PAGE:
James Speth is a veteran environmentalist, and this is the latest book by an environmental veteran about how Americans can successfully address a future dominated by climate change. But his subtitle is not deceptive: He identifies the economy as the crucial element.
The book is divided into four parts: what's wrong now, a vision for a better future, what changes are required to get there, and how to build a political force to make those changes.
The future he's writing about is not far off: 40 or 50 years. The climate change he's assuming is caused by the greenhouse gases that have already been spewed into the atmosphere, plus what will be added in the near future. If greenhouse pollution is not reduced and acceleration becomes uncontrollable, or there's unforeseen abrupt climate change, then the farther future looks more like slow motion nuclear war.
Balancing "realism and hopefulness," Speth is nevertheless convinced (and he is hardly alone in this) that just addressing the climate change that's pretty definitely coming will require major political and economic transformation. He identifies precedents and experiments that show promise, but he believes that only an aroused citizenry can create the pressure necessary for fundamental change. (Once called the "ultimate insider," Speth now returns to Washington as a protestor.)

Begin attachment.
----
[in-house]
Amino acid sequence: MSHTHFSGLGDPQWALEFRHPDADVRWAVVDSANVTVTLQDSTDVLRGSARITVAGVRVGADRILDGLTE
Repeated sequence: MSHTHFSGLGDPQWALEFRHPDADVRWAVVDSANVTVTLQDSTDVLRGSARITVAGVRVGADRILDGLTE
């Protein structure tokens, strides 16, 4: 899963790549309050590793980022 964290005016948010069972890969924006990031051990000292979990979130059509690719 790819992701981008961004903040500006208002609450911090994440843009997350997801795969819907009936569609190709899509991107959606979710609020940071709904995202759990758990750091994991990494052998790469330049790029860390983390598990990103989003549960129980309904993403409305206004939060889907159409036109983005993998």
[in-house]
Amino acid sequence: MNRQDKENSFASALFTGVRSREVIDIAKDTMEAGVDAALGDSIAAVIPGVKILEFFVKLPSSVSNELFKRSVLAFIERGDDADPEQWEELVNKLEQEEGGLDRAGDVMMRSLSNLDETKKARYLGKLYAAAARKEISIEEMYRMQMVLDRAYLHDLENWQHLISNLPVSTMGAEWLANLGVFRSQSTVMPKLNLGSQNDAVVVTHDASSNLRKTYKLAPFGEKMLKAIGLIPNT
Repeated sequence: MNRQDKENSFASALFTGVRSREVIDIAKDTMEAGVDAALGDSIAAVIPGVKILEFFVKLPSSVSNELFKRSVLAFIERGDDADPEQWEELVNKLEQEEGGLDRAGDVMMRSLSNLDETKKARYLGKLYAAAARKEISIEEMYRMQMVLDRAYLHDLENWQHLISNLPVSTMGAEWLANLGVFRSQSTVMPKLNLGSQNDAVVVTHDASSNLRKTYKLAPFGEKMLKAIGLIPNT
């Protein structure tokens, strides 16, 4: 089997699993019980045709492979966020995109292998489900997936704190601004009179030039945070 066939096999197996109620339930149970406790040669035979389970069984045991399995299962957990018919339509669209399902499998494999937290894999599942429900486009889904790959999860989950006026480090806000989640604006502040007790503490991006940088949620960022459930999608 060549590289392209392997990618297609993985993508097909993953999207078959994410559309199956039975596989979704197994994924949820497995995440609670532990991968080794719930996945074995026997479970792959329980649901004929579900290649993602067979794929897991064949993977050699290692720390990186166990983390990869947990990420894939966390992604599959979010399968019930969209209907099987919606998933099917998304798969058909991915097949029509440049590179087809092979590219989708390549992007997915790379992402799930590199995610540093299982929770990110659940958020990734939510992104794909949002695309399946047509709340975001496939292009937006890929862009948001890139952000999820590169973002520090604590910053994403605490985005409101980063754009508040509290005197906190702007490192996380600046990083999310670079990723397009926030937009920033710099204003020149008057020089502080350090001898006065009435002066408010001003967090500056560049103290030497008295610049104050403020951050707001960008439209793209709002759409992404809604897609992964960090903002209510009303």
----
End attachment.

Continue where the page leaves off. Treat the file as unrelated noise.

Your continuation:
The good news is that changes needed to cope with the climate crisis -- different economic values, restructured institutions (including corporations), etc.-- are needed anyway for other reasons (including oil depletion), and are likely to make for a better country and a better world. Such transformations may seem impossible, but they've happened before.
Speth's prose is lean and non-academic. This book is clearly organized and well sourced. For covering so much ground it is amazingly short: under 200 pages of double-spaced print, with another 36 pages of notes. So apart from coping with possible emotional shock, it is readable and re-readable.
On first reading, I've identified two particular virtues. One is a specific point: Speth recognizes that an economically stronger middle class is essential if we're to cope with what's coming, including higher prices for just about everything.
The general virtue is that he shows how interrelated the problems are and how comprehensive the change must be. He doesn't dance around this, and his knowledge is itself reassuring. The ideas he discusses aren't all original, but how they might work together is what's important.
That very level of analysis can be overwhelming. There is however another new book that mixes the scales of change to provide more to hold onto, as a companion to Speth's wise and motivating vision: Hot by Mark Hertsgaard, which I'll review next time.